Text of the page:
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FAQs (Frequently Asked Questions)

DONORS    (click here for RECIPIENTS section)

What is the difference between Madison Area Donor Milk Alliance and a milk bank?

Madison Area Donor Milk Alliance (MADMA) is a community based milk-sharing organization facilitated by volunteers. We seek to make milk sharing safer through screening guidelines similar to those used by the Human Milk Bank Association of North America (HMBANA). Midwives licensed in the State of Wisconsin review donor health histories using a Donor History form and draw blood for lab tests for diseases that can be passed through breastmilk. Unlike HMBANA milk banks, we do not thaw, pool, pasteurize, and test donor milk. We provide all families with instructions in easy, evidence-based flash-heat pasteurization at home.

We acknowledge the importance of donor milk from HMBANA milk banks, such as the Mothers’ Milk Bank of Western Great Lakes (MMBWGL). This pasteurized and tested donor milk is available by physician prescription and is an invaluable source of nutrition for babies in Neonatal Intensive Care Units. We support families’ choices regarding milk donation.

What is the minimum amount of milk that can be donated?

There is no minimum amount of milk required to become a donor. We gratefully accept any amount of breastmilk. A mother who commits to maintaining her health and pumping her milk is dedicating a precious anD priceless gift, as well as a lot of time and work!

Do I have to have my blood drawn?

As part of the donation screening process, we ask that each donor have blood drawn for HTLV 1&2, HIV 1&2, Hepatitis B, Hepatitis C, and syphilis (RPR). Labs can be obtained through your physician or through Madison Area Donor Milk Alliance.

Are there any costs associated with donation?

There is no cost to the donor for the lab testing. When a donor has full coverage health insurance, we appreciate the cost savings to MADMA if screening labs can be drawn by the mother's primary provider. For ongoing donors, we offer free milk storage freezer bags.

Can I donate milk if I occasionally have a glass of wine with dinner?

The short answer is yes, usually. Alcohol clears breastmilk at the same rate as it clears the bloodstream. We ask that mothers refrain from collecting milk for donation for 12 hours after drinking alcohol.

What if I take a medication?

Most medications are compatible with breastfeeding. Please disclose any over-the-counter or prescribed medications, herbs and supplements. MADMA works on an informed choice model and will inform recipients if milk may contain medications. A recipient has the right to “pass” on any milk offered them.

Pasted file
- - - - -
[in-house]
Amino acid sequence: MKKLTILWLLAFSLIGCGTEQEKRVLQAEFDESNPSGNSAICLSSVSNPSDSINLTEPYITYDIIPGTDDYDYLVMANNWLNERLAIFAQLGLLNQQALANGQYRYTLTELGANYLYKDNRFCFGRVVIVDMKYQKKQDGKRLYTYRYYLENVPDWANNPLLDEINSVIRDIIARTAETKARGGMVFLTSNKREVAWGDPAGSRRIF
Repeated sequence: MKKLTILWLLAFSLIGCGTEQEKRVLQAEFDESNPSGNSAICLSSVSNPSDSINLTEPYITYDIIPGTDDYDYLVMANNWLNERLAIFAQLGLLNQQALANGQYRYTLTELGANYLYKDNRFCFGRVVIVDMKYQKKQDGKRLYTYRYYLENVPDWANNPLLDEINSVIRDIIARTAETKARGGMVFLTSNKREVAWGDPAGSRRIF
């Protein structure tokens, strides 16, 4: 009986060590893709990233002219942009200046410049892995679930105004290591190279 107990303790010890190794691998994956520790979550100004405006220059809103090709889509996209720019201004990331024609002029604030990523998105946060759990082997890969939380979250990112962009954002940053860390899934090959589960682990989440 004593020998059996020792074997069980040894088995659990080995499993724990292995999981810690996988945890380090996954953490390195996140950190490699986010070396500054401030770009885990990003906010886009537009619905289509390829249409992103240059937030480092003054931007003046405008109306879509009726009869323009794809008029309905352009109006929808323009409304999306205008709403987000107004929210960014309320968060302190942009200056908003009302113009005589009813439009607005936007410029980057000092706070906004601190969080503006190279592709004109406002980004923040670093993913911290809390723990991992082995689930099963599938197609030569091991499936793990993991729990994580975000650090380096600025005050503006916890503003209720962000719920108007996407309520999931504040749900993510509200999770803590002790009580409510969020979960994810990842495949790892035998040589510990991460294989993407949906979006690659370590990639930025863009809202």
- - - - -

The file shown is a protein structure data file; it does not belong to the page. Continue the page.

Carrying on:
Can I still donate milk if it has been in my freezer __X__ months?

We appreciate receiving frozen donor milk as soon as it becomes convenient. The fresher your milk, the higher its nutritive value. We accept milk that has been safely handled and stored in a refrigerator freezer up to 6 months and in a deep freezer up to 12 months. Please review our Milk Handling Guidelines.

How quickly can I empty my freezer of milk?

Our volunteers typically can respond quickly and arrange transfer of milk in a timely manner. Donor milk will be held for distribution until lab screening is completed. Please note all MADMA facilitators are volunteers with families and other jobs and respond as able.

I have recently lost a baby. Is there a way that I can donate milk?

At MADMA, we understand that donating milk after the death of a baby can be a profoundly meaningful focus in bereavement. We are grateful for any amount of milk, whenever it becomes available. We offer to connect bereaved mothers with volunteers who have experienced losses themselves and understand the unique process of pumping, as well as weaning from a pump, after a loss. These volunteers are also familiar with a wide spectrum of bereavement resources. In addition, a bereaved donor who lacks access to a high quality pump can borrow a hospital grade pump from MADMA.


How much does the milk cost?

Donor milk is free of charge. This is possible by virtue of so many incredibly generous donors of milk, time, and skill. Nevertheless, monetary contributions are greatly appreciated to help cover the costs of required blood tests, about $100 per donor. Tax deductible contributions can be made payable to Madison Area Donor Milk Alliance, Inc. and mailed to MADMA Treasurer, 34 Waubesa Street, Madison, WI 53704. We also happily accept contributions of milk collection bags. Preferred brands are Medela, Lasinoh, and Target.